In 1996, the Nixons appeared to be on the verge of becoming one of the next big post-grunge bands, due in large part to the hit single "Sister," an acoustic ballad that wore the band's Pearl Jam influences on its sleeve. They returned in the summer of 1997 with this self-titled album, yet anyone expecting an album further mining the sound of "Sister" is bound to be disappointed. Rather than capitalizing on their success, the Nixons have instead crafted a set of hard, grungier songs. This would be fine if the songs were memorable. However, with no discernible hooks or melodies, they fail to make much of an impression even after repeated listenings. Album opener and first single "Baton Rouge" is representative of the problem plaguing most of the songs on the album: heavy and self-important, yet underwritten and ultimately unremarkable. The band fares much better on the slower numbers, particularly on "Sad, Sad Me," an up-tempo, countrified number that could easily have been on Matchbox 20's debut album. Unfortunately, other than that one winner, this is strictly paint-by-number mid-'90s rock, with little to recommend to anyone except the most die-hard fan.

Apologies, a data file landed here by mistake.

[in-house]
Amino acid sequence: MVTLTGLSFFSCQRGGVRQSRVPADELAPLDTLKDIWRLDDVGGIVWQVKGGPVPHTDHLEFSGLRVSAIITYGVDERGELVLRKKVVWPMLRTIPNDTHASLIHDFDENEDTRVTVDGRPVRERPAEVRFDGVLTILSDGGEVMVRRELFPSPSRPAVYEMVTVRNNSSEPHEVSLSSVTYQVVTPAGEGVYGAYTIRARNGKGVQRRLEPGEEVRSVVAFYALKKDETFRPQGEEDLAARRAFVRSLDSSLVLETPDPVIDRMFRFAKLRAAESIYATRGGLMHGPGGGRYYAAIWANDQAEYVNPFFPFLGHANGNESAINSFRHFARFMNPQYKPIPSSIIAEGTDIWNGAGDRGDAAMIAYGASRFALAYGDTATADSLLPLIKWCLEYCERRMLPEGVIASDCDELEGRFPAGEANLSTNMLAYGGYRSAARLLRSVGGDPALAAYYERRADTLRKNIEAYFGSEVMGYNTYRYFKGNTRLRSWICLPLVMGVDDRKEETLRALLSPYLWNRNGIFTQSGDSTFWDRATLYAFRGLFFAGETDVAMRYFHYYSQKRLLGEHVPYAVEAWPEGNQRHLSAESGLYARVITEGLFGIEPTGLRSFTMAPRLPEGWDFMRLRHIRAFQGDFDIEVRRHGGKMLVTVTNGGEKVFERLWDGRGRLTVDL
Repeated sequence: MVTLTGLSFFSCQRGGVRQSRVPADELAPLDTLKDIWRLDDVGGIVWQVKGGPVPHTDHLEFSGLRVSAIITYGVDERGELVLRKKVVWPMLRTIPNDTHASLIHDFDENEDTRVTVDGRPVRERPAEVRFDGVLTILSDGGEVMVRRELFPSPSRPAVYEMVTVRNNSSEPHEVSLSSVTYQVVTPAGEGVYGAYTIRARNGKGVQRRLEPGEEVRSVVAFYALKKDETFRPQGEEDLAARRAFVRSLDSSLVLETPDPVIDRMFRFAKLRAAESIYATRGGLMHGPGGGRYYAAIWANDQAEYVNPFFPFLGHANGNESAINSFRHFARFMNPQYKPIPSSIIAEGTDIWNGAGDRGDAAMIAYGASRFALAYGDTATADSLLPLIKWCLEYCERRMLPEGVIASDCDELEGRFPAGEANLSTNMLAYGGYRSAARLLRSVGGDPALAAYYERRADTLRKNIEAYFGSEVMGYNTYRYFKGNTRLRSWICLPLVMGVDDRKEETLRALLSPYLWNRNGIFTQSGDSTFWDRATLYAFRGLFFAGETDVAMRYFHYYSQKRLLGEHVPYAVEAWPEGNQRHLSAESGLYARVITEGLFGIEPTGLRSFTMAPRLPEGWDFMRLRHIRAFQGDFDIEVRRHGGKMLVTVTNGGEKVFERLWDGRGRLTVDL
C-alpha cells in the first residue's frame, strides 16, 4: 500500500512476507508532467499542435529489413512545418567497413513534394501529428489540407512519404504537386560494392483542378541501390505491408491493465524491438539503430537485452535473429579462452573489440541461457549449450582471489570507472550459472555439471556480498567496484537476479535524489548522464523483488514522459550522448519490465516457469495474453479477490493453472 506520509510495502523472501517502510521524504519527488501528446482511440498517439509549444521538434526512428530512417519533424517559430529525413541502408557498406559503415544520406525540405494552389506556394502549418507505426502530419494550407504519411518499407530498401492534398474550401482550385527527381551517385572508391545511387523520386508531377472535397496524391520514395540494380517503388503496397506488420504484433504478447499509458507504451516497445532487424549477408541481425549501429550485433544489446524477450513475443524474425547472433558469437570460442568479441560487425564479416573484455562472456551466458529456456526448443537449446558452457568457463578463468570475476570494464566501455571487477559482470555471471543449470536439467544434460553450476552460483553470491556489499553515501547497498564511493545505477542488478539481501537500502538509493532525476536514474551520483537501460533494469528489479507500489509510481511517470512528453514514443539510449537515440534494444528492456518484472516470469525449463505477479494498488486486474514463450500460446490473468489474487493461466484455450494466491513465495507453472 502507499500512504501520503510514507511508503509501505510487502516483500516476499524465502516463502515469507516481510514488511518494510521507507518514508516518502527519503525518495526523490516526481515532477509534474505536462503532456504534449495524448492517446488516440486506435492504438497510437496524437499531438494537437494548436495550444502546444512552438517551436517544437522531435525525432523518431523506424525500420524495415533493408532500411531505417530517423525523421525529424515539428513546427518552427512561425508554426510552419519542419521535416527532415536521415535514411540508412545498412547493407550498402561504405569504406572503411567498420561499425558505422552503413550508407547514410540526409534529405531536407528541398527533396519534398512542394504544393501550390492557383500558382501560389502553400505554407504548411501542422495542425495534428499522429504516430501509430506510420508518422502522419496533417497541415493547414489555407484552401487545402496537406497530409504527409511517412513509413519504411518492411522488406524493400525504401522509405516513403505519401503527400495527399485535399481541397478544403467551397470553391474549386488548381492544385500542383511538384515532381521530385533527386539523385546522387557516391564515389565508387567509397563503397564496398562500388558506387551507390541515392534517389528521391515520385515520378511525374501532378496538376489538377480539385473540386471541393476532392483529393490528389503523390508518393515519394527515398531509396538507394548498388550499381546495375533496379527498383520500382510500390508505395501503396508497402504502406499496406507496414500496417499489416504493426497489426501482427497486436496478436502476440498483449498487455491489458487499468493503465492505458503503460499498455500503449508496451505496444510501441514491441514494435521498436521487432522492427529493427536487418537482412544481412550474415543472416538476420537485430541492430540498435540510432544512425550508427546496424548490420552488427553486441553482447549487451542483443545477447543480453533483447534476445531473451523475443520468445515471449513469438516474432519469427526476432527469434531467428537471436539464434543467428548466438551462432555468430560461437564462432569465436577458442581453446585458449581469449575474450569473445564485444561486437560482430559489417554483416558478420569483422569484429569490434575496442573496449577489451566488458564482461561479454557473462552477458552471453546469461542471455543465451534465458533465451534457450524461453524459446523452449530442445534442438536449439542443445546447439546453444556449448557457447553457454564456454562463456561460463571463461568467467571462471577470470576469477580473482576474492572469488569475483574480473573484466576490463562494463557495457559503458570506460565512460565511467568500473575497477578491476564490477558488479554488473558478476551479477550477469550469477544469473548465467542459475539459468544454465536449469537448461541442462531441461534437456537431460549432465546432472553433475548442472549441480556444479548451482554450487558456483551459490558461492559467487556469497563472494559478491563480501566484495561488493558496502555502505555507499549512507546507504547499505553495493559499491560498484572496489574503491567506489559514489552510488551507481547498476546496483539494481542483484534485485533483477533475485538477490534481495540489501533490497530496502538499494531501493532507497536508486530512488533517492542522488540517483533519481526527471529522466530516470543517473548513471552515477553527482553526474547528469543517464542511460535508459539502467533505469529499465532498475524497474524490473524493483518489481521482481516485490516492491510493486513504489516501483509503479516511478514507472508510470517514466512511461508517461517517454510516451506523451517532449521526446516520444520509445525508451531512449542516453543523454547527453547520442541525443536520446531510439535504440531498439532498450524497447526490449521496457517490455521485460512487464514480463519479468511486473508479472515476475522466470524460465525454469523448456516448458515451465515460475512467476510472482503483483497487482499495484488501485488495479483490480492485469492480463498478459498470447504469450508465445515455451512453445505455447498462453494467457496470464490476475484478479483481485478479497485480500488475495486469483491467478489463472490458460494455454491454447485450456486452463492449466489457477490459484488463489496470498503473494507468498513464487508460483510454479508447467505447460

AllMusic Review by Deren Svendsen